Top 6 Skills Every New Manager Needs

Whether you’re a new or aspiring manager, here are the top 6 skills that leaders from a range of industries believe are the most important for you to succeed.

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Develop the skills to shine as a leader!

Are you starting a new role as a manager? Or have you recently been promoted to a management role? Whether you’re settling into your first management position or you’re an aspiring manager, this article highlights the top 6 skills that you’ll need to succeed. 

While it’s exciting to climb the professional ladder, you could also feel the pressure of taking on new responsibilities. Nevertheless, it’s important to remember: managing people is a skill — and with practice, the right tools, and patience, you’ll become better over time.  

We asked managers and leaders from across a range of fields which top skills are most important for new managers. Read on to learn what you should focus on as a new manager and why.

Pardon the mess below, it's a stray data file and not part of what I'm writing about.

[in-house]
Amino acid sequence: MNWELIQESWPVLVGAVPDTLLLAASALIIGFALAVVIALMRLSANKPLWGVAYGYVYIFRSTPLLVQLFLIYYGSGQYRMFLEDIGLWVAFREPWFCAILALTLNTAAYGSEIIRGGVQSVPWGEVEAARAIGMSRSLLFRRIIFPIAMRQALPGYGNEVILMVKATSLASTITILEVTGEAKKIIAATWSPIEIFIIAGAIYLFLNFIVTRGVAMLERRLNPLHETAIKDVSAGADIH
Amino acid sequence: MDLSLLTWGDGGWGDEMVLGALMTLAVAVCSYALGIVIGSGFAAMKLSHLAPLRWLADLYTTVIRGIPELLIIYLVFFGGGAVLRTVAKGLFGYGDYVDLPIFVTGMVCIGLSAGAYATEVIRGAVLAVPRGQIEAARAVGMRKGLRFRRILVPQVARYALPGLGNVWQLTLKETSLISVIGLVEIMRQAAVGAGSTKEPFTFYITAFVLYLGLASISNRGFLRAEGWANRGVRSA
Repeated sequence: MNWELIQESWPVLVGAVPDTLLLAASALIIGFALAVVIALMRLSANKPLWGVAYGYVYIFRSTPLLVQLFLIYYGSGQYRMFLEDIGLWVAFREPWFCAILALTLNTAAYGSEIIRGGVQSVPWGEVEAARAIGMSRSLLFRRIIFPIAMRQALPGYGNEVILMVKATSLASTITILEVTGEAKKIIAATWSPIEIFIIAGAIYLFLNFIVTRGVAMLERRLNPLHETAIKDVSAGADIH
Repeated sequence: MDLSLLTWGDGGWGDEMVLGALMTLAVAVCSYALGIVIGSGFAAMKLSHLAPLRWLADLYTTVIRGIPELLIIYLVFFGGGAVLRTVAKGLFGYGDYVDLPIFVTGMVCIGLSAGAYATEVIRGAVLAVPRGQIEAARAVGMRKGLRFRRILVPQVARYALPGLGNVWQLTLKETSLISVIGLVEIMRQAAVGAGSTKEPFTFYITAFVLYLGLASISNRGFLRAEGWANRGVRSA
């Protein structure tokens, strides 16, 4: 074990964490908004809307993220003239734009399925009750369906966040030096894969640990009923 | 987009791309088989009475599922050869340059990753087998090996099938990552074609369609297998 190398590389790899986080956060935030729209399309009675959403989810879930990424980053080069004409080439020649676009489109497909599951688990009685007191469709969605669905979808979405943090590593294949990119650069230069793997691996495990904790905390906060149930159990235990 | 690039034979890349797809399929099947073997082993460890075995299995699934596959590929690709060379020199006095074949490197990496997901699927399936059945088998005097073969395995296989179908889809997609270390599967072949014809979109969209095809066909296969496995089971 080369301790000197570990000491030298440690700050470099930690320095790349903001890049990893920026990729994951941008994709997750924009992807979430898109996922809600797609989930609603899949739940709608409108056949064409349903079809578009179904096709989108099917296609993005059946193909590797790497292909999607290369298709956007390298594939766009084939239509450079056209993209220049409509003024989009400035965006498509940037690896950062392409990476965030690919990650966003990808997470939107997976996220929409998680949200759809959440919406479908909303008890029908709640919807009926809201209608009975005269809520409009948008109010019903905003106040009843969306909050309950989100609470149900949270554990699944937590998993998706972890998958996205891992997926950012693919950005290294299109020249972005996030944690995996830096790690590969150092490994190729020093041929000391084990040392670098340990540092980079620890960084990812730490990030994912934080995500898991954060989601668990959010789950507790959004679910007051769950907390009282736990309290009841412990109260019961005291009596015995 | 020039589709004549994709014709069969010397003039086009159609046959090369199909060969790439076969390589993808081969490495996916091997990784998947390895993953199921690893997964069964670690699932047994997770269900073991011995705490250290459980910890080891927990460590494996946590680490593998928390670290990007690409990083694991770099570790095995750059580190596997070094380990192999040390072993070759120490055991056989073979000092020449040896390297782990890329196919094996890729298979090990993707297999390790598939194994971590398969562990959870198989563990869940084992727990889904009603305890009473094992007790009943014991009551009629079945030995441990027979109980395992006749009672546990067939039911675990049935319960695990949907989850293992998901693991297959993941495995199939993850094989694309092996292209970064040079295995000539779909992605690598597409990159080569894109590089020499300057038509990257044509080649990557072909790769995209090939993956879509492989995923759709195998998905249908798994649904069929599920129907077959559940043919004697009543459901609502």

#1. Communication skills

As a leader, one of your main tasks is to keep things running smoothly and avoid misunderstandings. This involves relaying information and ideas to different groups of people including your team, superiors and external stakeholders. You will therefore need clear and reciprocal communication skills. 

As Deborah Goldberg, Team Leader for an auto insurance site, puts it: “It is not enough to be good at your job yourself; you also need to be able to help those below you do their jobs as well. This requires you to understand different communication styles and clarification needs.” 

While communication skills are important for any employee, anyone in a management position requires a bit more especially when they are doing performance review meetings and one-on-one meetings. For example, employees differ in how they absorb information and express themselves. Thus, as a manager, learning how to best communicate with each individual will increase mutual understanding and the chances of your team’s success.    

If communication skills aren’t your strong point, they can be learned through communication skills courses and training

#2. Active listening skills